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Can I be terminated for receiving a large sum of money?

Dallas, TX |

I recently received a seven figure amount from an inheiritence. I have been employed with this company for over 19 years with numerous awards. I was appoached by two co-workers, one being higher up, about a loan. Well, I refused stating I was not going to become an ATM machine. Well to cut to the chase, after 1 week after the refusal of the loan I received a letter requesting my resignation. I asked why and was simply told it was in my best interest due to the resentment I was causing in the worklace. I refused and simply was terminated. Any legal advice? Thanks.

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Attorney answers 4


Contact an attorney in your local area. Make sure the attorney is experienced in the area of Texas employment law. Bring with you to the appointment any documentation you may have about your employment (any union contract, employment contract, w-2's, and the documentation of your workplace awards) also including the request for resignation and the termination notice.

You should be able to find an attorney willing to consult with you for free. Generally, you should not pay an attorney on an hourly basis to bring a claim on your behalf. It should be undertaken on a contingent fee basis, assuming that you do not want to be reinstated.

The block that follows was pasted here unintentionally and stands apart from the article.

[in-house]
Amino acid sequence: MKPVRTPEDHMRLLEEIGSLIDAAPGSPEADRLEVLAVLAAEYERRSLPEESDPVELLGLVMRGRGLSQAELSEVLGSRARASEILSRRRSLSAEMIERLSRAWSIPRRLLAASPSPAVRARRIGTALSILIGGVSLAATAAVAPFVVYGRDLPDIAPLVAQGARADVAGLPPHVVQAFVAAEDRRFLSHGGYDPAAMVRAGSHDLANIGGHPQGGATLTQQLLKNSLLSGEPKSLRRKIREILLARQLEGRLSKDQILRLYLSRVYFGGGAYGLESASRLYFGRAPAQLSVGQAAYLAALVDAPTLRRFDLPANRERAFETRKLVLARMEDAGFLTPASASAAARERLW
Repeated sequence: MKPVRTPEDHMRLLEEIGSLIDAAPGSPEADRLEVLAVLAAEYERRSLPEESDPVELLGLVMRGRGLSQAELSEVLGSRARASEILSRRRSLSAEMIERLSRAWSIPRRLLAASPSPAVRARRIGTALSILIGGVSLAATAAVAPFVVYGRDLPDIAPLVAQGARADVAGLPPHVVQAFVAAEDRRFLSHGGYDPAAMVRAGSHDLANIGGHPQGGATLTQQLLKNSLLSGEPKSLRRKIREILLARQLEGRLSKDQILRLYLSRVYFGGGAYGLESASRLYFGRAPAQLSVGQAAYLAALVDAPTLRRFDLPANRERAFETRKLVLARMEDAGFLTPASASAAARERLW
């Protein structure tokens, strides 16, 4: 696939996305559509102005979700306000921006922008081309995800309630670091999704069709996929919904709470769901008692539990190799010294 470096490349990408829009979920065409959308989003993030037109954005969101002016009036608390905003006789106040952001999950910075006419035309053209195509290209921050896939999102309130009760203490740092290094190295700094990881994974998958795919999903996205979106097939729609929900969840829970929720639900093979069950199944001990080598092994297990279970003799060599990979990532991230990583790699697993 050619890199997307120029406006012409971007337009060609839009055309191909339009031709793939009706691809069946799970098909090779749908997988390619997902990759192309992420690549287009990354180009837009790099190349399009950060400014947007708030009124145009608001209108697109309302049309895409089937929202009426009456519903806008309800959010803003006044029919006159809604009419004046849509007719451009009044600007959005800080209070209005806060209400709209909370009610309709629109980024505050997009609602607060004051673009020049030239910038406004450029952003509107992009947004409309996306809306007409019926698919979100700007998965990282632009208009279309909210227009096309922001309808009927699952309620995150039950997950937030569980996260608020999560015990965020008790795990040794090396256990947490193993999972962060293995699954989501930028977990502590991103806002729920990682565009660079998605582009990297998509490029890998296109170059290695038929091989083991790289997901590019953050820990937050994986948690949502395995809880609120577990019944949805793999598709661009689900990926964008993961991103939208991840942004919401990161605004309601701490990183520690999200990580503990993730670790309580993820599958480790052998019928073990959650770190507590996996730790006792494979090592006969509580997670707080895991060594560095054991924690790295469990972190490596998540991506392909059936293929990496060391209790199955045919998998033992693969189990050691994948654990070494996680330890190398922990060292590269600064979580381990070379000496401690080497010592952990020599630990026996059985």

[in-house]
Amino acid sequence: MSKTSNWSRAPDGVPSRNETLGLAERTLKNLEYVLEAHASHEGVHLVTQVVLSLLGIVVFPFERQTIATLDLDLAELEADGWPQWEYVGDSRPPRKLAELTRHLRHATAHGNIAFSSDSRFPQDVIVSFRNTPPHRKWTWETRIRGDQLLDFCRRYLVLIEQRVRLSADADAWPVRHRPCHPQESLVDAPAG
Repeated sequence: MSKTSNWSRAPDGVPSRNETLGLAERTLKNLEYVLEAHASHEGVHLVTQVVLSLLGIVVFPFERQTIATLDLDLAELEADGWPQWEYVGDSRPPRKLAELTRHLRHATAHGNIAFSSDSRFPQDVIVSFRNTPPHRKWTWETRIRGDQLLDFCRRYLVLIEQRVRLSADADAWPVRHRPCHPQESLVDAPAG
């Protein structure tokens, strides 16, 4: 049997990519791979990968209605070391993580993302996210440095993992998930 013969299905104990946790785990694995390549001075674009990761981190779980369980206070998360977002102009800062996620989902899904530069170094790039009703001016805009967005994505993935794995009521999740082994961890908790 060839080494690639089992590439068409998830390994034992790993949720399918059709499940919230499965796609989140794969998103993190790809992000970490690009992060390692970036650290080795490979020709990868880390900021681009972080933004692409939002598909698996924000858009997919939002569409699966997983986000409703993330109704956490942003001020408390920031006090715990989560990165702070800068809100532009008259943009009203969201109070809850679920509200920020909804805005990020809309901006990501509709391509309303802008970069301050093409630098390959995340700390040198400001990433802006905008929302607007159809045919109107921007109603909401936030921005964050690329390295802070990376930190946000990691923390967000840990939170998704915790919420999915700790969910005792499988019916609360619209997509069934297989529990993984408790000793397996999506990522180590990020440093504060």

Your coworkers may not be the only people who might size you up for an ATM machine. Protect the money well and if this situation looks like it will last a long while get another job.

Jason A. Richman, Esq.


It depends if your state is an "at will" state, meaning that you can be fired for any reason. However, if your termination is legally deemed or considered to be "retaliatory dismissal", then you may have a cause of action. You need to check /w an experienced labor attorney in your area.


Texas is an "at will" state and your employer can fire you without much recourse. However, that is a very general statement and employment law is a very niche practice that requires someone who spends the majority of their time practicing employment law. Therefore, I would look for someone who specializes in employment law. You may have options, but you need some good advice to find out those options, if any.


The first thing you should do is see if you have an employment contract with your current employer and what are the conditions for termination. If your employer did not violate any of those conditions, or if you don't have an employment contract, then you likely will have a tough case to pursue against your former employer. The exception is if you were fired for some reason that is protected under the Civil Rights act like race or religion. But I would definitely discuss the matter in more detail with a competent attorney in your area.
Thank You,
Walter Kane M.D., J.D.